About the MRC Biostatistics Unit

Director: Professor Sylvia Richardson

The Medical Research Council Biostatistics Unit (BSU) is part of the University of Cambridge, School of Clinical Medicine.

The Medical Research Council has had a statistical unit since its inception in 1913. One hundred years on, BSU is one of the largest groups of biostatisticians in Europe. It is a major centre for research, training and knowledge transfer, with a mission 'to advance biomedical science and human health through the development, application and dissemination of statistical methods'.

BSU’s critical mass of methodological, applied and computational expertise provides a unique and stimulating environment of cutting edge biostatistics, striking a balance between statistical innovation, dissemination of methodology and engagement with biomedical and public health priorities. View Research and Development at BSU page.

Pioneering work on fundamental aspects of medical statistics, clinical trials and public health has been developed throughout the BSU’s rich history. Our recent research has delivered innovative methodology in important biostatistics research areas, such as statistical genomics, longitudinal analysis, complex evidence synthesis, and clinical trial design. Alongside this methodological focus, the Unit is involved in major collaborations on dementia and aging, rheumatology, auto-immune diseases, blood disorders, oncology, HIV, HCV and influenza. The BSU places a strong emphasis on anticipating needs for statistical expertise in the health domain and on tackling contemporary challenges arising in clinical sciences and public health posed by new types of data and new scientific questions. View BSU Centenary Timeline.

“Statistics is applicable in all aspects of medicine, epidemiology and public health,” says Sylvia Richardson, Director of the MRC BSU in Cambridge, since 2012. “Statistics is fundamental for designing clinical trials, modelling disease programmes, asserting the influence of the genetic make-up of our health, as well as evaluating the effectiveness of public health policies.”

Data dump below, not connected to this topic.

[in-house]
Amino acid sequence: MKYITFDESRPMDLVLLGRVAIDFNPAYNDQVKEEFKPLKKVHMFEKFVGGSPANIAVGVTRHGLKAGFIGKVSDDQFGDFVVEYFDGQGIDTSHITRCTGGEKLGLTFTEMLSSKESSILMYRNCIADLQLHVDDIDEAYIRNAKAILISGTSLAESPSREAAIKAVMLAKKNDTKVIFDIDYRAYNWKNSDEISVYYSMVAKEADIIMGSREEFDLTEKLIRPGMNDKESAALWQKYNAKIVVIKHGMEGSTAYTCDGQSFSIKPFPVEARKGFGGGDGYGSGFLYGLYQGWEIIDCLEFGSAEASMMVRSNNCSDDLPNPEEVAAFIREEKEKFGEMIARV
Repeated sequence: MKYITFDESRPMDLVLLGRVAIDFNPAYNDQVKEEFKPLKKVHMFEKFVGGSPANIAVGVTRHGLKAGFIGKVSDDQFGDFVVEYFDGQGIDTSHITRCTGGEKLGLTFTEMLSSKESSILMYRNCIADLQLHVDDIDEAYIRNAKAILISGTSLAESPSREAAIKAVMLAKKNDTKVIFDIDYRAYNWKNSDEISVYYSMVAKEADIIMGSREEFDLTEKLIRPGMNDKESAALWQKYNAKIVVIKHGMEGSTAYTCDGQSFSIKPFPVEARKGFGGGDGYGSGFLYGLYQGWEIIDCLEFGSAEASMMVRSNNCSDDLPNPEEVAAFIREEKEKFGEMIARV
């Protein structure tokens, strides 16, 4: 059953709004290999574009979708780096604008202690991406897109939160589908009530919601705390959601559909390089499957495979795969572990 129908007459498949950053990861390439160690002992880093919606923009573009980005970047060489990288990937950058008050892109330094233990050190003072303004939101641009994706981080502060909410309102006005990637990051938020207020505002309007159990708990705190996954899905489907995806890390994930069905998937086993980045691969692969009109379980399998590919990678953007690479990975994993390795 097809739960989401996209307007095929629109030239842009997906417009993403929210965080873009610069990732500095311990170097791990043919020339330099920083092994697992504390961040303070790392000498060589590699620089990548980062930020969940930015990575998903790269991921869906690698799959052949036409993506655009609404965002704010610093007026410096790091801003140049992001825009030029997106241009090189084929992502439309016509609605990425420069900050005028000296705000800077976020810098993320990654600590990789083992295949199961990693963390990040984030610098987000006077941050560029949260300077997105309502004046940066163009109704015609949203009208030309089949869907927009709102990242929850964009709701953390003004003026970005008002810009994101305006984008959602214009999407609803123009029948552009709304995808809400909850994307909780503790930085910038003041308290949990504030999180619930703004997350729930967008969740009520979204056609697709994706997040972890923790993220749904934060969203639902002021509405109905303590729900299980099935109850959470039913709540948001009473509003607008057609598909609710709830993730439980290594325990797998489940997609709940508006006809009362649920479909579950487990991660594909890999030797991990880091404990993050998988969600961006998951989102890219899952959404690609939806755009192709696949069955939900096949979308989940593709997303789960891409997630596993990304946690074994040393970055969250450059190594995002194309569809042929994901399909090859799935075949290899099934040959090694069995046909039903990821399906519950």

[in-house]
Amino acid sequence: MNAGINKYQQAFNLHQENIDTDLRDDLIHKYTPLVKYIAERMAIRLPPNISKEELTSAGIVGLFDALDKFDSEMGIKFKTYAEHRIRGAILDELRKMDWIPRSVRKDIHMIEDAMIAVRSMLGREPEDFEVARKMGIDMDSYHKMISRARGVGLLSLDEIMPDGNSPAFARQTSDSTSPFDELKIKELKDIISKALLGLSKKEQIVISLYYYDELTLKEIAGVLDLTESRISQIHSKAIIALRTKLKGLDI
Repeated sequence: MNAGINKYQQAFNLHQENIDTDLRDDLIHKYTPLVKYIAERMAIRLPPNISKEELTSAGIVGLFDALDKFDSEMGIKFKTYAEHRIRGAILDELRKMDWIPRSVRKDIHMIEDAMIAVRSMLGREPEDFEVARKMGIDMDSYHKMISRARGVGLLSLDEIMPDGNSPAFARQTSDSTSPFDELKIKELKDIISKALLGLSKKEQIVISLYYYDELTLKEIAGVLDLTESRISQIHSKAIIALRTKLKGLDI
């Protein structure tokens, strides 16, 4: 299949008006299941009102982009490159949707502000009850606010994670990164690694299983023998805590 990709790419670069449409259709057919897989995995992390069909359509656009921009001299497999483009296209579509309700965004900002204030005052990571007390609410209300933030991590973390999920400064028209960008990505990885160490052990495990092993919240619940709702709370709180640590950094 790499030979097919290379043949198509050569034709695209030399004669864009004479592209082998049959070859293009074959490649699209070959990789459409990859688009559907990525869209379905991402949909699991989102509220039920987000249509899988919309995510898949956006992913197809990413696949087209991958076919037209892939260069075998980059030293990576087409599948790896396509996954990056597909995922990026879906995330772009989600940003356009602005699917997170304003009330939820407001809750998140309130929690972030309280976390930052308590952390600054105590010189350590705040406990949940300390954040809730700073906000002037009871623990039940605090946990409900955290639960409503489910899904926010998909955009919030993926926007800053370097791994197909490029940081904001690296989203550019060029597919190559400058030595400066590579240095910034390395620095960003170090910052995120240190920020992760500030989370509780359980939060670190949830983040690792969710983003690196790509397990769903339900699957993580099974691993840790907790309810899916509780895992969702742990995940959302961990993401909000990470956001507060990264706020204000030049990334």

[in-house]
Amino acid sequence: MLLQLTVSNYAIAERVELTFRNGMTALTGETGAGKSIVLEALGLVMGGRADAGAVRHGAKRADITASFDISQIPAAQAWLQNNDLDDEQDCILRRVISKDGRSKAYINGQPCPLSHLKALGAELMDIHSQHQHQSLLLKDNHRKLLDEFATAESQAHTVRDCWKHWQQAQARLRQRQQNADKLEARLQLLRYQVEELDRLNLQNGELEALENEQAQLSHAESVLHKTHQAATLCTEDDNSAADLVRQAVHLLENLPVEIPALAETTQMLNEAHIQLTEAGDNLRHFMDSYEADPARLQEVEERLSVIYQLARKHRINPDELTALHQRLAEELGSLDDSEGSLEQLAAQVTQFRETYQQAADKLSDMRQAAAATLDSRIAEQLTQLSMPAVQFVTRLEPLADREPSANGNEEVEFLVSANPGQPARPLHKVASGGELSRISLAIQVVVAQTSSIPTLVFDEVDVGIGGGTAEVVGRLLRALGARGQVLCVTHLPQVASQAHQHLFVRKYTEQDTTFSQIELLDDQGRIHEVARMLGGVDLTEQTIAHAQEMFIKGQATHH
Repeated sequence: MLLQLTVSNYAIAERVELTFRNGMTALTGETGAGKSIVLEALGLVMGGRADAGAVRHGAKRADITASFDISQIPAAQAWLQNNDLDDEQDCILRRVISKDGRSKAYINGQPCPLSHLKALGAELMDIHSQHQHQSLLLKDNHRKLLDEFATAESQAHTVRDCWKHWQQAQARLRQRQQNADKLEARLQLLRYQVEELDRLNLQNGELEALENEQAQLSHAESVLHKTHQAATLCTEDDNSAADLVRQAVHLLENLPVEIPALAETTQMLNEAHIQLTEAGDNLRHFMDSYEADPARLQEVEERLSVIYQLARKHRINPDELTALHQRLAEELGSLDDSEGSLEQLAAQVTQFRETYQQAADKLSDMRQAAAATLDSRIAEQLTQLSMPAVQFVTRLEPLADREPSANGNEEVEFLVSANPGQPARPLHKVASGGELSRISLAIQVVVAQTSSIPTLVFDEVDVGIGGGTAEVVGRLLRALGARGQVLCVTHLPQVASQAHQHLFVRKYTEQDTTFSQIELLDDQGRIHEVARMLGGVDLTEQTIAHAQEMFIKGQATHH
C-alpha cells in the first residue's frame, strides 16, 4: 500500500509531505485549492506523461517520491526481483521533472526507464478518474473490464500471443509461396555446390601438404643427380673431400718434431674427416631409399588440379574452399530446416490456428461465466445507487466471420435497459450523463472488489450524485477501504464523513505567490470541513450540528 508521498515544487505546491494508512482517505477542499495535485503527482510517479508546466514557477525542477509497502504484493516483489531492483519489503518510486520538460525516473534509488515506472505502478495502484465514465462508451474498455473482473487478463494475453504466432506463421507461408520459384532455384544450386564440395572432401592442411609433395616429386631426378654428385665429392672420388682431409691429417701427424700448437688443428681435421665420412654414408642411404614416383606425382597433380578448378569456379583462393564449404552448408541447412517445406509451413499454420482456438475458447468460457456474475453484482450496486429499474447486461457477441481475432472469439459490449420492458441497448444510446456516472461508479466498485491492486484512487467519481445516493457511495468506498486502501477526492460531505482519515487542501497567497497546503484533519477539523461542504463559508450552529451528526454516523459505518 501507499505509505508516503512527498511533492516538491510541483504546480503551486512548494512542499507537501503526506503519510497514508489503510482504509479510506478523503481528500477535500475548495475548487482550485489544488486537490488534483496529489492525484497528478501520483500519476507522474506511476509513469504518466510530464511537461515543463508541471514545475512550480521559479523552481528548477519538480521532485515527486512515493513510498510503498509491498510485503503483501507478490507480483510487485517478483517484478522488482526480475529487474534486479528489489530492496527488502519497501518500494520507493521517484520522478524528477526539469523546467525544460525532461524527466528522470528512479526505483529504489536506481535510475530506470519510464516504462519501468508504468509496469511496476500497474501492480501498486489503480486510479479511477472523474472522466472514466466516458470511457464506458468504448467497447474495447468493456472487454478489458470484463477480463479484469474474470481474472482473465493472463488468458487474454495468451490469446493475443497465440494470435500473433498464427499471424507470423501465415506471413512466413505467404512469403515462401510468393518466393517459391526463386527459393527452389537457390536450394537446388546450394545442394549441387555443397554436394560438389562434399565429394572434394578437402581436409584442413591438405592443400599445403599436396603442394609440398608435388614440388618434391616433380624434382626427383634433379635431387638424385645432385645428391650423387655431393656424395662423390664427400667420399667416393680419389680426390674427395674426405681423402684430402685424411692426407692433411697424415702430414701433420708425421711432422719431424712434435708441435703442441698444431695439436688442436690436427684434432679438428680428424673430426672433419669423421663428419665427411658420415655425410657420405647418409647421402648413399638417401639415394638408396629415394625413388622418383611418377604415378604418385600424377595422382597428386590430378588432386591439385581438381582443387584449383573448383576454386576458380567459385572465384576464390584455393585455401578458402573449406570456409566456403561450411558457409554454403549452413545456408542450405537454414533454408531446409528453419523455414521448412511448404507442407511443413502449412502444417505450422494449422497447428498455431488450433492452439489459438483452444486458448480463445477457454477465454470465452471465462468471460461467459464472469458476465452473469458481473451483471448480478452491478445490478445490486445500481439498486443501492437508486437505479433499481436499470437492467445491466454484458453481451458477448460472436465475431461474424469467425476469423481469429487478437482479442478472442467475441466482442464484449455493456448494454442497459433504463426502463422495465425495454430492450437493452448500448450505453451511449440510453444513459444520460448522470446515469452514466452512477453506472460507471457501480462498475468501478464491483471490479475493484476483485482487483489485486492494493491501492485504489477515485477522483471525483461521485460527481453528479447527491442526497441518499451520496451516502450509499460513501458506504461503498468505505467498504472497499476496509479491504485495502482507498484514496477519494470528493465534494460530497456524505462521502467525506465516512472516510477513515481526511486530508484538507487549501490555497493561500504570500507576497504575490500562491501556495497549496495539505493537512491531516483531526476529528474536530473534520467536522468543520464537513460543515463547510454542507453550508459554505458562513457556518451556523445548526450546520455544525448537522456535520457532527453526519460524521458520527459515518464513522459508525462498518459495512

Now Biostatistics is facing new exciting challenges thrown up by fast emerging biotechnological advances as well as new study designs. Epidemiological and biomedical sciences are increasingly taking advantage of new high-throughput technologies, like genetic sequencing, as well as electronic online systems to assemble large and feature-rich datasets requiring in-depth analysis. Our focus is to deliver new analytical and computational strategies for the challenging tasks facing biomedicine and public health. View Research and Development at BSU page.

Additionally, and in line with the MRC mission, the BSU has placed strong emphasis on the training of a new generation of biostatisticians, and on producing skilled researchers in this high demand area. Our PhD programme provides opportunities for students from the mathematical sciences or related subjects to enter the world of biostatistics and benefit from rigorous training while engaging with exciting applications. View Training at BSU page.

As biostatisticians, we interact closely with biomedical researchers, epidemiologists and public health professionals. Our successful history of anticipating emerging needs for statistical expertise in the health domain and the stimulating scientific environment of the BSU will ensure that we continue to make a significant impact on future statistical practice in biomedicine. View BSU Key Collaborations page.

To learn more about the MRC Biostatistics Unit’s research successes over the past 100 years, as well as some of the current works that have positioned the Unit as one of the world's leading centres in biostatistics research, view the History of MRC Biostatistics Unit page.

About our location

The MRC Biostatistics Unit is based on the Cambridge Biomedical Campus, in the Cambridge Institute of Public Health, a building shared with other public health groups. Our site is adjacent to Addenbrooke's Hospital, one of the country's largest teaching hospitals, and home to the University of Cambridge School of Clinical Medicine.